Saturday, June 10, 2006

The Great Plains

An interesting story of a man that loved his sighthounds.
Not sure how true this is as I am sure that a good portion
of this has been embellished for the sake of making a good story.

The Great Plains or General Custer getting in trouble with his Staghounds

By Mary Trotter Kion

What Not to do While Riding Your Horse Alone at Top Speed Beside a Raging Buffalo.

After all this Fairy tale and Lie swapping you can see the kind of stress our boy Custer had been under. He is certainly now a candidate for some rest and relaxation as his cavalry cavorts across the plains. Though such wasn't=t in the Plan of the Day it did present itself when Custer spies a lone buffalo out among the sagebrush. And though Custer had never seen one of these huge shaggy beast before he was surly an expert on them.

When our fearless leader spied the bison he had already sprinted his horse across the plains in pursuit of some antelope. With him is only his chief bugler and George's pack of English Greyhounds. Of course these Custer canines set up a long chase of the fleeing antelope, with Custer and the horn blower quickly bringing up the rear.

After running a few miles, which left the bugler's horse played out our bugle boy drops out of the race, leaving the general alone on the vast plains with only his horse and dogs and the pistol he has cocked and ready in his grasp. This is when Custer spies the buffalo.

Understandably, when George sees this lord of the plains he forgets all about hostile Indians that might be lurking around. He forgets about his command that is now several miles to the rear, out of sight and out of shouting distance. This perfect military machine forgets all, except the buffalo he and his faithful dogs are attempting to sneak up on.

That buffalo must have been smarter than it looked or its sense of smell was offended because as soon as it detected the intruders it took off faster than a bullet sliding through butter.

Now Custer wasn't going to let this prize slip between his fingers, including the one on the trigger of his loaded pistol. So off he dashed on his trusty horse with his slavering hounds keeping pace.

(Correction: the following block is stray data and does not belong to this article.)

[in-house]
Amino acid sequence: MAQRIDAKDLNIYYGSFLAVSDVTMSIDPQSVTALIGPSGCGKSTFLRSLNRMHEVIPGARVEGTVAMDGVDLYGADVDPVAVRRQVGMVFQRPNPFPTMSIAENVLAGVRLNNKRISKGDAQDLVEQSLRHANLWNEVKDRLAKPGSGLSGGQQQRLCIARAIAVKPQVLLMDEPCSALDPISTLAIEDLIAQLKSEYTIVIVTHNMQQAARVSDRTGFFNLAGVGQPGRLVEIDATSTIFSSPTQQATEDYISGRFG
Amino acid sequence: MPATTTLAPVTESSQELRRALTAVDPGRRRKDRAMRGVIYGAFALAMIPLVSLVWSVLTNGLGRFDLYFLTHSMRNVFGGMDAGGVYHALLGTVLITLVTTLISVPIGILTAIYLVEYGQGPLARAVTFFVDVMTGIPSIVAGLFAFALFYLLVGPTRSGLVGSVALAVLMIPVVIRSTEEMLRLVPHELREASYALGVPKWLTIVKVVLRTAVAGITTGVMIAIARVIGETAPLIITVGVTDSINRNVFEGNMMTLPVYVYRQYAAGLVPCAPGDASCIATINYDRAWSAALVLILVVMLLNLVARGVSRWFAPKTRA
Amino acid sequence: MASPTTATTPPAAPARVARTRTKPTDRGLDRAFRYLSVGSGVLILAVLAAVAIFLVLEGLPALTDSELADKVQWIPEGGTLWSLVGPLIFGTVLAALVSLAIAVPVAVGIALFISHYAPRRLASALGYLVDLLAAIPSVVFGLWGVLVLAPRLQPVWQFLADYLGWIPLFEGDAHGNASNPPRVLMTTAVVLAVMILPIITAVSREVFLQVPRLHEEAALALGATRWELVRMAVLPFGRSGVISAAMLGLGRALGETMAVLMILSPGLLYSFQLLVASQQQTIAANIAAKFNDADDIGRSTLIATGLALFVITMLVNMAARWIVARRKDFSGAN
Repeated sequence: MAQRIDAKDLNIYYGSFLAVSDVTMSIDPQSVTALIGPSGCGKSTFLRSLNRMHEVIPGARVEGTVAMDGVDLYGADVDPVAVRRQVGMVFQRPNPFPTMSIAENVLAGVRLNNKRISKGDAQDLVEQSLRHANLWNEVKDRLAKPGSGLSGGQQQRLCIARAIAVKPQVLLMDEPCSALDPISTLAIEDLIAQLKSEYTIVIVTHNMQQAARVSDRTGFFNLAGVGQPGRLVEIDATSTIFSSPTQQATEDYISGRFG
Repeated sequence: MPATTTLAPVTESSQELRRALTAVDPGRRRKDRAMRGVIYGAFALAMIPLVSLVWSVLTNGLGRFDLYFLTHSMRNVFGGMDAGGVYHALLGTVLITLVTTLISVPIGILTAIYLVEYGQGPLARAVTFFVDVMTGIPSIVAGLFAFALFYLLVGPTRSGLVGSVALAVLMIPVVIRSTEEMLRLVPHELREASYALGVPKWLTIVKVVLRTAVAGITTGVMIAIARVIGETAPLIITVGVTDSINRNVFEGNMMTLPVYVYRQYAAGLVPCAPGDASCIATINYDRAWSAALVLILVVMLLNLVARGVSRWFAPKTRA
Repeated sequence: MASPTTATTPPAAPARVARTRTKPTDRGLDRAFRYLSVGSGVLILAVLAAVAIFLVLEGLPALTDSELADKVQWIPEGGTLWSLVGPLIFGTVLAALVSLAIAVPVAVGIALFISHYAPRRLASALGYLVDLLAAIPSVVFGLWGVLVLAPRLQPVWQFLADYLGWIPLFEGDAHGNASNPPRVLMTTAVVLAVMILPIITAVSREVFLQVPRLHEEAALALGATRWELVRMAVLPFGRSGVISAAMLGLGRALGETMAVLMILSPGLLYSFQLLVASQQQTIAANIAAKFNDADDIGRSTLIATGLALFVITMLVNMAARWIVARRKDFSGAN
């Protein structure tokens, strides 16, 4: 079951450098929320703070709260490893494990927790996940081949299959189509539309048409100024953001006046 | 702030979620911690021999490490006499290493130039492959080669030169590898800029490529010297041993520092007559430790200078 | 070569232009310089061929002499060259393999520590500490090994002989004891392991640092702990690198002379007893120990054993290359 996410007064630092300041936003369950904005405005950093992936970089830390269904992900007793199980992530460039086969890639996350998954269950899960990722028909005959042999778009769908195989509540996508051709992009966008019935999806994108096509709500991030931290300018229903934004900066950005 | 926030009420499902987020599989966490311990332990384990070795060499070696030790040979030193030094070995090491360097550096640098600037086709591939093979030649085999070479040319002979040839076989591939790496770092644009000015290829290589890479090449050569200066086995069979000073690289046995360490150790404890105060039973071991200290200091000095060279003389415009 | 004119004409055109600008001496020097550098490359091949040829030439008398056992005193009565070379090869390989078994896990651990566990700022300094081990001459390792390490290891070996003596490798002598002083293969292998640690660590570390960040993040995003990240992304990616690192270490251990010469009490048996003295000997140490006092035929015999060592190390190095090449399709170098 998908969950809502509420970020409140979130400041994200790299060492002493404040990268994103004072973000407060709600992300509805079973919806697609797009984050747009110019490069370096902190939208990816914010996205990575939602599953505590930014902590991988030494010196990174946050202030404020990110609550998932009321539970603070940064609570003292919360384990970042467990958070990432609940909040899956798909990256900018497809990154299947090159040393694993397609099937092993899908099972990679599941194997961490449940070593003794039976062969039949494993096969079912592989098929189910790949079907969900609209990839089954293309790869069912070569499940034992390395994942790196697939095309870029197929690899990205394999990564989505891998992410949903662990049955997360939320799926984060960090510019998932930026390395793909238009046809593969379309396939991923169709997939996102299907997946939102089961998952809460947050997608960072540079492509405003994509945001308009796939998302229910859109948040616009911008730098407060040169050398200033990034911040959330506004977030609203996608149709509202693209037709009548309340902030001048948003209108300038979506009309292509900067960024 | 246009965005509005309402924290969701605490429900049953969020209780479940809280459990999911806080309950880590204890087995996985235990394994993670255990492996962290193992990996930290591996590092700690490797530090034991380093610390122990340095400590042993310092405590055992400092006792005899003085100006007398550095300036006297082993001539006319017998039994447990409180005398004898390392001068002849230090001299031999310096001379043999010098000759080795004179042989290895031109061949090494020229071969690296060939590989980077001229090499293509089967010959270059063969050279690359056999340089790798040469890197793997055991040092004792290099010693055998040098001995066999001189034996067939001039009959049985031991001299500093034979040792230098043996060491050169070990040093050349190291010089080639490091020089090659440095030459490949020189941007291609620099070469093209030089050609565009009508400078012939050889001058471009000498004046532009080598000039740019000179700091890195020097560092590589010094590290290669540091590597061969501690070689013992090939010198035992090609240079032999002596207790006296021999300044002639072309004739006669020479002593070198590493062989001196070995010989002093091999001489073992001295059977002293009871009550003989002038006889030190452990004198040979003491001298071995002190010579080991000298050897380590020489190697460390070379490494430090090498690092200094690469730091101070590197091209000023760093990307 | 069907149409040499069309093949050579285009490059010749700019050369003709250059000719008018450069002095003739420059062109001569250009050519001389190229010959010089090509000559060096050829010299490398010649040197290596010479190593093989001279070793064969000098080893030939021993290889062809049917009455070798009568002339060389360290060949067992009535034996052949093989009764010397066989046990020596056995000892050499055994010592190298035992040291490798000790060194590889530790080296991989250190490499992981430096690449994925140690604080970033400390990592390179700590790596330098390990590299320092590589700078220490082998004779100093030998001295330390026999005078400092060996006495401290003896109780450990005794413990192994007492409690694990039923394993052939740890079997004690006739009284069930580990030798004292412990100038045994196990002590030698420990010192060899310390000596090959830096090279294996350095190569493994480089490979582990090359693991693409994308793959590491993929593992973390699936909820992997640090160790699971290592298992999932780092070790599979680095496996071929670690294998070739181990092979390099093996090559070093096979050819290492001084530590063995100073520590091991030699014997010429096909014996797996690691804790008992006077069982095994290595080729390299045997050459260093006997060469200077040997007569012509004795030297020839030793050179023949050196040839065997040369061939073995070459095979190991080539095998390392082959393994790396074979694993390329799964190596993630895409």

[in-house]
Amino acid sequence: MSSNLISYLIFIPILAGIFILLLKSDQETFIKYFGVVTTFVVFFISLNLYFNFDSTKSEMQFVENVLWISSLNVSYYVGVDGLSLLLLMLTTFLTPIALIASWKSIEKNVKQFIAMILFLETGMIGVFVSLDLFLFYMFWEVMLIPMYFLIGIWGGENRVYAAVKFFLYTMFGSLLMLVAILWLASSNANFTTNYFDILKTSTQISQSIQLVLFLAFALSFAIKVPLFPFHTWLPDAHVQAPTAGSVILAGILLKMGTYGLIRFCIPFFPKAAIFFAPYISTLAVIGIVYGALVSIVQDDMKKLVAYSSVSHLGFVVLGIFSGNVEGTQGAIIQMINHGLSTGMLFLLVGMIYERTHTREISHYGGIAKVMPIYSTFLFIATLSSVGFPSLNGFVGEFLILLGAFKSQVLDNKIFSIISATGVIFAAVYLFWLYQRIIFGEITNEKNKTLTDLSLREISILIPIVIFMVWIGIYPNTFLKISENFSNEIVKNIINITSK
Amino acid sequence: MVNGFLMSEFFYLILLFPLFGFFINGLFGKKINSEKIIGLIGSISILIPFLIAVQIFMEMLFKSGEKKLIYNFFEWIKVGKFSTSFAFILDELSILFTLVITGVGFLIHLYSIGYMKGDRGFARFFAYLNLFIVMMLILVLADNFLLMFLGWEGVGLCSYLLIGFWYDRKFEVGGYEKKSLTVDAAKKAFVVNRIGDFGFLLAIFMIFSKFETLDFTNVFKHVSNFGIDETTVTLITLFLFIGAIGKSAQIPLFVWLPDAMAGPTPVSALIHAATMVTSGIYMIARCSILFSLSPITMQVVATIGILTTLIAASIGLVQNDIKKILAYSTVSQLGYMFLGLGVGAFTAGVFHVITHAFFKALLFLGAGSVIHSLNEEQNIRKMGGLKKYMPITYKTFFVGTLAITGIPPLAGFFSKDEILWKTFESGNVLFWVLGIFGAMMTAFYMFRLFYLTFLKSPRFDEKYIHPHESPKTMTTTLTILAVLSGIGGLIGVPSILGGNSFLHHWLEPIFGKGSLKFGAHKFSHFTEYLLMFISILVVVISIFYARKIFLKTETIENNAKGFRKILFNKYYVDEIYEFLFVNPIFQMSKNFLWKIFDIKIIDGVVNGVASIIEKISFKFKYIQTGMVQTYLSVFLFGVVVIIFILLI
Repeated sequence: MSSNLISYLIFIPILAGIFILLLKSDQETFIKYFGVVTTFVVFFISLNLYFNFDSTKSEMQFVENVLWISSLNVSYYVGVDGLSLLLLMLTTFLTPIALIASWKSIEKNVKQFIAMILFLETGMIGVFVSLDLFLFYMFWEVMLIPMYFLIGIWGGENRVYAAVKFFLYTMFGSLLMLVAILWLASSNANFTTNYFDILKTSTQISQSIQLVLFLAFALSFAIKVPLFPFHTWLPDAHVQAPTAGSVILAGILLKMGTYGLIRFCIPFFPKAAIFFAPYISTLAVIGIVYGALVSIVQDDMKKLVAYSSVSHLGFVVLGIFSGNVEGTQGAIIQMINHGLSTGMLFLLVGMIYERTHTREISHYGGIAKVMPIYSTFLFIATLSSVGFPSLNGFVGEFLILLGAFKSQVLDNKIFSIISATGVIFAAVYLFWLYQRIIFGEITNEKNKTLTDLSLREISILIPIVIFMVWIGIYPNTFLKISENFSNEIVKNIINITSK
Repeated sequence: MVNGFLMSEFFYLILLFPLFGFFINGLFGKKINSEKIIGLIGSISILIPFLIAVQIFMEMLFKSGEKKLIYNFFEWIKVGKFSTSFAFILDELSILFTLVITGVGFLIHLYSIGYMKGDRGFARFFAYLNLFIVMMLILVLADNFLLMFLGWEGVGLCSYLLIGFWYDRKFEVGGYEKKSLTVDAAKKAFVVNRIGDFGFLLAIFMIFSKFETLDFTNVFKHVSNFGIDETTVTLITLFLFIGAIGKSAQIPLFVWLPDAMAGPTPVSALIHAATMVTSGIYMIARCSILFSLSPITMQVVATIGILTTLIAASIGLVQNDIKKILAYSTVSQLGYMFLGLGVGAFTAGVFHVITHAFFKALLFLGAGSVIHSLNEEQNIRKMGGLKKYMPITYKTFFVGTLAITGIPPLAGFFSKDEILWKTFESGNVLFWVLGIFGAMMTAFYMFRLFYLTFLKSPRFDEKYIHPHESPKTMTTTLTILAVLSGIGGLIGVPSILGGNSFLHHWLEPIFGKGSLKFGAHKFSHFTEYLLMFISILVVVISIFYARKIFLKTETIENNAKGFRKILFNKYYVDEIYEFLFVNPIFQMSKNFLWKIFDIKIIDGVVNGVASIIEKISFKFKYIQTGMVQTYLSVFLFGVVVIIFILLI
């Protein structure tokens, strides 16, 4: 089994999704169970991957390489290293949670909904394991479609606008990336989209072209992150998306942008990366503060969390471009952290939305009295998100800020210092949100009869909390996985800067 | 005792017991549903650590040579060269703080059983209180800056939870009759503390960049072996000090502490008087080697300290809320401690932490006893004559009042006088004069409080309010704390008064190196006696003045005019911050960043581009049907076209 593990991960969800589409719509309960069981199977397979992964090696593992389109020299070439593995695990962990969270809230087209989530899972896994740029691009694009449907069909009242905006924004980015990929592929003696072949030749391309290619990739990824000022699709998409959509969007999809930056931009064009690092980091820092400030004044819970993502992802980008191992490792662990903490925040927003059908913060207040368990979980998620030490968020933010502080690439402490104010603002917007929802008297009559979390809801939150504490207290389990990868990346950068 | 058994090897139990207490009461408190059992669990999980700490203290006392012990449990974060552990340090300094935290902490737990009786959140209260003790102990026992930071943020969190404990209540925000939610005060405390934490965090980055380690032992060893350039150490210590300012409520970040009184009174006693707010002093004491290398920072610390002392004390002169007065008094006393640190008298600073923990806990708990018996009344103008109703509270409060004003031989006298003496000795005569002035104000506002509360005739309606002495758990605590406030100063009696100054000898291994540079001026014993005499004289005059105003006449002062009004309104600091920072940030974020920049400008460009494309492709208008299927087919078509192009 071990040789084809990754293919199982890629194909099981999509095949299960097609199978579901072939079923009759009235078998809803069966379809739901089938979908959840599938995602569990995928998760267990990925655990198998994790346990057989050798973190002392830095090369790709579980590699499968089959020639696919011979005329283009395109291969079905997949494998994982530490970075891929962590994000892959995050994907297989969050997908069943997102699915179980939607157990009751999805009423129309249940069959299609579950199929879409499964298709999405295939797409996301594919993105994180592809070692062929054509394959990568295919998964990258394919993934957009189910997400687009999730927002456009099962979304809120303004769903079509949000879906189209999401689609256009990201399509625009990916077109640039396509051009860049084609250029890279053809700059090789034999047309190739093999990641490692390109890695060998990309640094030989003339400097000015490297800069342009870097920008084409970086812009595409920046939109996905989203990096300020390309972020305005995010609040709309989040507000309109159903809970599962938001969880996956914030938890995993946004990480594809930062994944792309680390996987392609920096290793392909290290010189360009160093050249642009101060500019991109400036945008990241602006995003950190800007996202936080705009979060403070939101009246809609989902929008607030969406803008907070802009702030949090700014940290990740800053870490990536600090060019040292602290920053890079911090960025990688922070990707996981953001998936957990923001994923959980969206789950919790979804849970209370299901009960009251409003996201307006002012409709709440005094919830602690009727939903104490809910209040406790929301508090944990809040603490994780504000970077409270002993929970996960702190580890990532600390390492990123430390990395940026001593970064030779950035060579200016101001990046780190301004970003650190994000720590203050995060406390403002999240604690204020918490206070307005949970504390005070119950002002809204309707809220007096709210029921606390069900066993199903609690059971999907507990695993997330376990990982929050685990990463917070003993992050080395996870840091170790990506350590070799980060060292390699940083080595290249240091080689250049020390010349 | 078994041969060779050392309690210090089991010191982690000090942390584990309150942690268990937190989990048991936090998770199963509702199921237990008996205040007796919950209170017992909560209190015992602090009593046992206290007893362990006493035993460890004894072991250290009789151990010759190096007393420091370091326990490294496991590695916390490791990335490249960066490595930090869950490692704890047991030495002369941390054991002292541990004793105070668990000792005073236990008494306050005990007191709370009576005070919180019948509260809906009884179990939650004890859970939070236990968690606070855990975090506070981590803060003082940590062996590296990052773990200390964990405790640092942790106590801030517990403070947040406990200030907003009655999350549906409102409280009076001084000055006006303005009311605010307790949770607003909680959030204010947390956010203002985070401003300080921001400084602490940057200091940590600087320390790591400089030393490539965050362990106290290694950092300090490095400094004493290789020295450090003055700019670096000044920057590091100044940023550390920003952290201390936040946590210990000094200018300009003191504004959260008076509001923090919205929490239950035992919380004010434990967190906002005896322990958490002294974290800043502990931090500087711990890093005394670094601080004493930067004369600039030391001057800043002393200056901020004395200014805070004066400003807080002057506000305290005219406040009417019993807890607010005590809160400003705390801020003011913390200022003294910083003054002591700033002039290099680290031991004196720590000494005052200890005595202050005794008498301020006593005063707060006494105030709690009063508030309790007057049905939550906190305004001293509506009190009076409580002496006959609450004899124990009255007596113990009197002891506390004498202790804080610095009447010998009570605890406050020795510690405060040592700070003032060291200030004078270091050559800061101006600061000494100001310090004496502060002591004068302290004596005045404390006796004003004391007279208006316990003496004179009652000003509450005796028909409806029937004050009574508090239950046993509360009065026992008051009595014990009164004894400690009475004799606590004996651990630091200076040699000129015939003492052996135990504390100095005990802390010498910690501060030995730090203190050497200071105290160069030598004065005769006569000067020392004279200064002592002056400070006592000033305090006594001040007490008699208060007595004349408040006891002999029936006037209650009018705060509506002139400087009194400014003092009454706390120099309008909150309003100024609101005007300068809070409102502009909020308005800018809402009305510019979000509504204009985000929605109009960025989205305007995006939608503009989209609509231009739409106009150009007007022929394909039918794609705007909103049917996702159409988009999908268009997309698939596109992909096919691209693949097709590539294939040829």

Mile after mile hoofs and paws pound the prairie until Custer's horse and the buffalo are running neck and neck. They go so far and run so fast that eventually the Greyhounds call it quits.

The hot prairie sun is beaming down. Dust and sand is flying. And still they rush onward. Custer is now so close to the buffalo that at any time he could reach out his gun and plugged that beast but he is too caught up in the excitement and desires to prolong the episode. But, at last, the buffalo begins to falter. Of course, Custer=s horse is still going at top speed, never giving an inch.

At last old Mr. Buffalo must have figured out that he was a goner if he didn=t do something quick. In defense, he wheels around with the supposed intention of inflicting a serious big horn puncture wound on Custer's horse.

The action was so sudden and startling that Custer felt the need to grasp the horse=s reins with both hands in spite of the fact he still had the loaded and cocked pistol in one of them. But never the less he clamps a tight‑fisted grasp on the reins, no doubt forgetting his finger is on the trigger of his pistol.

When the gun fired it was probably the loudest sound that horse had ever heard. It was definitely the last sound the horse ever heard.

General George Armstrong Custer had sunk a bullet into the brain of his horse while riding it at top speed across the empty hostile plains while an enraged buffalo was calculating an epitaph for man and mount alike.

Custers crumpling horse put a whole new definition on the expression "Dead in its tracks". At the same time Custer demonstrated his gymnastic ability by catapulting him self into the air. It was such an unexpected performance that it must have startled the buffalo, or disgusted him, that he turned and trotted off into the sunset. Well, if it had been a Hollywood movie there would have been a sunset, except in this instance no one kissed the horse.

History indicates that George Custer was eventually reunited with his regiment and continued to make equally superior military decisions.

To read more about General George Custer and the 7th Cavalry on the Internet, please see:

General George Armstrong Custer Net at: this site includes links to General Custer, battlefield photos including Gettysburg and Little Big Horn.

Elizabeth Bacon Custer here is the complete text to ABoots and Saddles.@ This is the memoir Mrs. Custer wrote about her life with the general.

The major sources for this 2‑part article are:

Custer, George Armstrong. My Life on the Plains, published by Leisure Books, New York, N.Y.

Deloria, Vine. Custer Died For Your Sins, published by Avon Books of New York, NY 1970.

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